Posts Tagged ‘Ladysmith Black Mambazo’

Saturday Single No. 36

May 17, 2011

Originally posted October 13, 2007

One of the nicest things about living in St. Cloud is that – for a city of about 60,000 – the area has a fairly wide range of cultural and entertainment offerings. That’s partly a result of some active organizations – both civic and commercial – that bring a good range of performing artists to the area. It’s also because of the presence here in the city of St. Cloud State University and in St. Joseph and Collegeville – about eight miles away – of, respectively, the College of St. Benedict and St. John’s University.

We don’t go out much, the Texas Gal and I. We’re pretty much homebodies. But every once in a while, we see something in the local offerings that grabs us. And last weekend, we met our friends Sean and Stephanie for dinner and then the four of us headed out to St. Joe to the College of St. Benedict for a concert.

The program was one of numerous performances hosted during the academic year at the college’s Benedicta Arts Center. I’d been there frequently during my high school years. Two or three times a year, the St. Cloud Tech orchestra – in which I played cornet – would clamber onto a school bus and ride out to St. Joe and the arts center. Once there, we’d listen as the St. Paul Chamber Orchestra gave a special afternoon performance for students in advance of its regular performance in the evening.

On the program last Saturday was something quite different: a performance by Ladysmith Black Mambazo, the legendary South African vocal group formed by Joseph Shabalala in some forty years ago. (All-Music Guide says 1974, but the program from the concert says the group was founded in the early 1960s; Wikipedia says 1964.) The group’s three-part name – according to the program – comes from three sources: Ladysmith was the name of Shabalala’s rural hometown; “black” was chosen as a reference to oxen, “the strongest of all farm animals, and “mambazo” is the Zulu word for “axe,” a symbol of the group’s ability to figuratively chop down any singing rival that might offer a challenge.

The group was well known in South Africa for years but came to wide attention in the U.S. in 1986, when Paul Simon had Ladysmith Black Mambazo provide background – and sometimes, it seemed, foreground – vocals on his Graceland album. The move earned some criticism for Simon, as some observers saw it as a violation of the cultural boycott in place at the time against the apartheid government of South Africa. Those criticisms always struck me as silly, as the art and music of Ladysmith Black Mambazo was, if anything, representative of the culture repressed by the apartheid system.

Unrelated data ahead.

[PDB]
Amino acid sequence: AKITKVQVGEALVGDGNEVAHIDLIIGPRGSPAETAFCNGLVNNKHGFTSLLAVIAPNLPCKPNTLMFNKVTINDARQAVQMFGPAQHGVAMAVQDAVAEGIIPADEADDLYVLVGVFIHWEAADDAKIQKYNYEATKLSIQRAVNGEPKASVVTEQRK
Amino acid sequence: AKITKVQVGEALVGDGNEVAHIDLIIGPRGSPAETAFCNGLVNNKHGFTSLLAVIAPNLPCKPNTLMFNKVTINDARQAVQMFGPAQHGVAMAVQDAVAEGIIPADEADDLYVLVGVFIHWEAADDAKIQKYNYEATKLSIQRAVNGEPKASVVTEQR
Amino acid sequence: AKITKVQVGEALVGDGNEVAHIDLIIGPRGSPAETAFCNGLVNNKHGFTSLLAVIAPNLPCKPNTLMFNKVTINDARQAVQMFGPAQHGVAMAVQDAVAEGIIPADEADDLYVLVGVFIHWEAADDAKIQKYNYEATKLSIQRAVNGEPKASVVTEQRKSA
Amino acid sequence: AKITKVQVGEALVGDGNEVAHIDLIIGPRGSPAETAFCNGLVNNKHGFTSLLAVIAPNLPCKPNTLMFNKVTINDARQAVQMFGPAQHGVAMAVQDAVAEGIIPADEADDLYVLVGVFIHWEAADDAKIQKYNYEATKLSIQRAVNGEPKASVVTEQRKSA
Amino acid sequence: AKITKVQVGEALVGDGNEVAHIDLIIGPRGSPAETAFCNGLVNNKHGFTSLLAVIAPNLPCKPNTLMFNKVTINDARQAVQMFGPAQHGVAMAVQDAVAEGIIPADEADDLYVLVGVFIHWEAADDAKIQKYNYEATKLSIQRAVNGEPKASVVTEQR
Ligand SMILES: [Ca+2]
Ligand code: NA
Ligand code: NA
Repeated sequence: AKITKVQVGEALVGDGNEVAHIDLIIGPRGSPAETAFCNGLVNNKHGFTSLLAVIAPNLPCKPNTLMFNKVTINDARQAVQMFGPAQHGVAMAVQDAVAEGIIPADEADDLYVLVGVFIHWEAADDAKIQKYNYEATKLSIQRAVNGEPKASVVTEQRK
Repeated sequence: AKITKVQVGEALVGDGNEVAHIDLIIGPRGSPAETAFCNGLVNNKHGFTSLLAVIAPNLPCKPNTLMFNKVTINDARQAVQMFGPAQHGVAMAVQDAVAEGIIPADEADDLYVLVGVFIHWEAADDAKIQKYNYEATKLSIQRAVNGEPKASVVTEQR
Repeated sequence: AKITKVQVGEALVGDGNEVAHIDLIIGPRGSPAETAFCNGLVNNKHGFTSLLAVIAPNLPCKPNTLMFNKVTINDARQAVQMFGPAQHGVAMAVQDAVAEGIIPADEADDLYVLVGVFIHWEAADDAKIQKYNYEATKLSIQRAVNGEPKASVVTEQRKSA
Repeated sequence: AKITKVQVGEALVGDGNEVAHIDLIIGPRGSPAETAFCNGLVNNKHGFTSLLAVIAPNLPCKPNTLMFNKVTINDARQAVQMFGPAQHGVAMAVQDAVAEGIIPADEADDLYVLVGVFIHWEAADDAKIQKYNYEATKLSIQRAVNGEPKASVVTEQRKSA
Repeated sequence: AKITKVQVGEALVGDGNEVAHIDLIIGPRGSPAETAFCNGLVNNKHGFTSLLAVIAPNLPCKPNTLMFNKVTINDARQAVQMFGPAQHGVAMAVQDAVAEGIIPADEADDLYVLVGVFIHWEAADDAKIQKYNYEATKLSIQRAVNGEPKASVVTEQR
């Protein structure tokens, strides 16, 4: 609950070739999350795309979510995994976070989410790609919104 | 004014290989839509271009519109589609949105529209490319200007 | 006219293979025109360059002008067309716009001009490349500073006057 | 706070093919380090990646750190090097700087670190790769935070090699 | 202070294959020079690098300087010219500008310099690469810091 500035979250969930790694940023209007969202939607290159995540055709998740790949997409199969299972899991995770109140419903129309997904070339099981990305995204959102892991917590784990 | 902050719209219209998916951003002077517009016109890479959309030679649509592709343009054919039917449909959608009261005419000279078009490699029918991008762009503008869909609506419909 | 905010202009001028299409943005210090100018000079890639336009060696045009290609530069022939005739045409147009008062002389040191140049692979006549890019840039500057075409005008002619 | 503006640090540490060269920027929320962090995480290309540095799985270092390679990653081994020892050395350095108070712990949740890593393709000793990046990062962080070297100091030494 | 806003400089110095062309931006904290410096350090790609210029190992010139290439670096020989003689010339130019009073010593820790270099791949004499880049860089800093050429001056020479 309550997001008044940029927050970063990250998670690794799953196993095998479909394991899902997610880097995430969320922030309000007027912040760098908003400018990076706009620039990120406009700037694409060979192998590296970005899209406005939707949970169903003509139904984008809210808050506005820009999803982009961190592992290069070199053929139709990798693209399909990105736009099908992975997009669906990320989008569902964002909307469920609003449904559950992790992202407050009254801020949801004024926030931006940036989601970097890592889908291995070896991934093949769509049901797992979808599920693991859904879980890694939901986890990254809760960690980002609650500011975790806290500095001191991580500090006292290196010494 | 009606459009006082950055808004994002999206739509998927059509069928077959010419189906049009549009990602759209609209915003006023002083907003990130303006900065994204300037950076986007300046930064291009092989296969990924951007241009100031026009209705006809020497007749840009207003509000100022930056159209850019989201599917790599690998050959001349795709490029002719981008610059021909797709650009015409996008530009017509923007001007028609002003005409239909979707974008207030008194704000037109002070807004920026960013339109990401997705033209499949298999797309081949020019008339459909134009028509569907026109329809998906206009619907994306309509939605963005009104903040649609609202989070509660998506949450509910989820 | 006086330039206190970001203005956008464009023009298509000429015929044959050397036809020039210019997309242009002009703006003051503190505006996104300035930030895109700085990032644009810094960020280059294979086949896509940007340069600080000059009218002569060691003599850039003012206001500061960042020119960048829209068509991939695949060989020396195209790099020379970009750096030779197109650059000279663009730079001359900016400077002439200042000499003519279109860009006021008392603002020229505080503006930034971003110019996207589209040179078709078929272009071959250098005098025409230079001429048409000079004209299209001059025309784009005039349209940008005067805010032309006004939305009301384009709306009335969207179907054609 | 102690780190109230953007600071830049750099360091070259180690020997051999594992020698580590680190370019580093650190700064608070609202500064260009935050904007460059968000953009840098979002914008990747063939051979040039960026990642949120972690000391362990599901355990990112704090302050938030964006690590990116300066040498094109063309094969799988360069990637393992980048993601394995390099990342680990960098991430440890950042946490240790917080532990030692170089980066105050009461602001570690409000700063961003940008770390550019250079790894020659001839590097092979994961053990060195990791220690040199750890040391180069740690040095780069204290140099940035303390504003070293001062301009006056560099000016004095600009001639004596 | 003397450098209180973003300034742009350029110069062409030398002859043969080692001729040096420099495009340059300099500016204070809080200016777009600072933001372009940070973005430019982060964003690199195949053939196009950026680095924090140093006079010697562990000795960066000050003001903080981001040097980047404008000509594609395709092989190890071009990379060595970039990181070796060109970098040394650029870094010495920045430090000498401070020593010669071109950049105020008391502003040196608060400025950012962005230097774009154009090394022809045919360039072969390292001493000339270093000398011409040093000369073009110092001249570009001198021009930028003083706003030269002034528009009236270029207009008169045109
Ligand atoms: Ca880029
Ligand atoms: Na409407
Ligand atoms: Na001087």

Since 1986 and especially since the dismantling of the apartheid system in the early 1990s, Ladysmith Black Mambazo has been one of South Africa’s most visible cultural symbols, taking its irrepressible music and spirit around the world.

As I watched Joseph Shabalala, now sixty-six, lead the other seven members of the group through their ninety-minute performance last weekend, I wondered: If someone had told Shabalala in the early 1960s – when he was a farm boy turned factory worker and an amateur musician – than he would, over the next forty years, become an internationally known performer, what would he have thought? Shabalala’s journey is nearly as remarkable as his – and the group’s – music.

I’ve had a few of the group’s albums – one on vinyl and one on CD – for a while, but I haven’t yet ripped any of their music from those records. Still, I couldn’t let last week’s performance pass by unnoticed, so I listened again to Graceland. Though Ladysmith Black Mambazo’s work is laced throughout the album, it’s perhaps most noticeable on “Homeless,” which is this week’s Saturday Single.

Paul Simon & Ladysmith Black Mambazo – “Homeless” [1986]